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Isotropic tensor functions

  1. Nov 4, 2006 #1

    I consider only Cartesian tensors in the following. The definition of
    isotropic tensor function I know is

    1) T = F ( G )

    such that, for any rotation ( ' = transpose),

    2) O F( G ) O' = F( O G O' )

    But, if I change to component notation, it seem to me that any tensor
    function is isotropic, which cannot obviously be. Denoting the
    components in the new basis with ^*, I have

    3a) T_ij^* = O_ir T_rs (O_sj)'

    3b) G_ij^* = O_ir G_rs (O_sj)'

    since T and G are tensors. Then, by 1),

    4a) T_rs = F_rs ( G_mn )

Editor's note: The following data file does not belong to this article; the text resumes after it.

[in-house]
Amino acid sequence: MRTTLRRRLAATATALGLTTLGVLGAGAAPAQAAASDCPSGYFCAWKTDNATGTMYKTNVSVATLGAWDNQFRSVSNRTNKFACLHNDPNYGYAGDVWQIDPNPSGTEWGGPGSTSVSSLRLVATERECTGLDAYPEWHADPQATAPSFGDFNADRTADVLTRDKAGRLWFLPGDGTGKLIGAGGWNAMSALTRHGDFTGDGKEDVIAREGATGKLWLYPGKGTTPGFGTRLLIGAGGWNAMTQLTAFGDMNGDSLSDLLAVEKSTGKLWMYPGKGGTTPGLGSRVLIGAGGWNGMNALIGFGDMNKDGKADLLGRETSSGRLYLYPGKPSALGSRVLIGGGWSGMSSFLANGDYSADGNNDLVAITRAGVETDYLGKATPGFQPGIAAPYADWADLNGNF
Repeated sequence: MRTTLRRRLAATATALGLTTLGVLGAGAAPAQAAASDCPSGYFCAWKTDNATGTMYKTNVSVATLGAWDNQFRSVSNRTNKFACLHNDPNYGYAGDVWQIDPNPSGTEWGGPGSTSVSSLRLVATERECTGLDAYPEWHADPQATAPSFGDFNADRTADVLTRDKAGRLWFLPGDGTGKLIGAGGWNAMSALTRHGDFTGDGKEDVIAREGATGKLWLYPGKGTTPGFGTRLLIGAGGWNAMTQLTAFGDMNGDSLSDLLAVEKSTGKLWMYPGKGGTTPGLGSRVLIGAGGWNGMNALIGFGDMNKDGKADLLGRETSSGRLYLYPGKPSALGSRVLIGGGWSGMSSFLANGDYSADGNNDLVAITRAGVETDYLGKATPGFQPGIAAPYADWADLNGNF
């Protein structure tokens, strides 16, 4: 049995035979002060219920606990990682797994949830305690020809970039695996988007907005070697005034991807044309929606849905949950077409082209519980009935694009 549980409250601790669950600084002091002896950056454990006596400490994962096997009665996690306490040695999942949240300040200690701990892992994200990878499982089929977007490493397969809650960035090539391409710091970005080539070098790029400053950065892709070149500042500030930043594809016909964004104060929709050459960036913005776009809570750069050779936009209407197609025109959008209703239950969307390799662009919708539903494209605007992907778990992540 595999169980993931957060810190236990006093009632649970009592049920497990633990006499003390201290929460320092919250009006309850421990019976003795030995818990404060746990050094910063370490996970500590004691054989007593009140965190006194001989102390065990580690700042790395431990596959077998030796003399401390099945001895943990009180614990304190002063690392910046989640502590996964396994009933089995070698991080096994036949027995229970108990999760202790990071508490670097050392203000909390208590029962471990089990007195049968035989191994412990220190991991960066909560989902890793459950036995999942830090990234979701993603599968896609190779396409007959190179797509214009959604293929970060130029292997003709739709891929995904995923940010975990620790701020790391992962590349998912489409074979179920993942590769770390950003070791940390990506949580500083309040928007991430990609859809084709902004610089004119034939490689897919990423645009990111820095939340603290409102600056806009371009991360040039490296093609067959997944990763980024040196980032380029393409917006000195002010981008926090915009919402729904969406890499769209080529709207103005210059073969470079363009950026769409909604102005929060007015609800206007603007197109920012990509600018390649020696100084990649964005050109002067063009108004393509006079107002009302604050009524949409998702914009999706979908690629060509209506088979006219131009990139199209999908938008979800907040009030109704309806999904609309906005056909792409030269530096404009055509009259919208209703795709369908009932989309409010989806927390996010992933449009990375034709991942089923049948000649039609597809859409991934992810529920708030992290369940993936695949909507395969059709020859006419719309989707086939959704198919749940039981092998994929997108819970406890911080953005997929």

4b) T_rs^* = F_rs^* ( G_mn^* )

    Then, substituting 3a) and 3b) into 4b), I get

    5) O_ir T_rs (O_sj)' = F_rs^* ( O_mk G_kl (O_ln)' )

    Finally, substituting 4a) into 5), I have

    6) O_ir F_rs ( G_mn ) (O_sj)' = F_rs^* ( O_mk G_kl (O_ln)' )

    that is,

    O F( G ) O' = F (O G O' )

    So any tensor function would be isotropic. Clearly that's false, but I
    don't see where the error is. Can you help me find it? Thanks,

  2. jcsd
  3. Feb 11, 2009 #2
    Here's an example of a tensor valued, anisotropic function

    [tex]H = g(T) = (T\cdot{n\otimes{n}})n\otimes{n}[/tex]
    where n is a fixed unit vector.

    g(QTQ^T) = (QTQ^T\cdot{n\otimes{n}})n\otimes{n} = (T \cdot (Q^Tn \otimes Q^Tn)) n\otimes{n}
    which is not the same as
    Qg(T)Q^T = (T\cdot{n\otimes{n}})Qn\otimes{Qn}
    for general orthogonal Q, only if n is a proper vector of Q.
    Im basically extrapolating from Jaunzemis' Continuum Mechanics book, pg 287.
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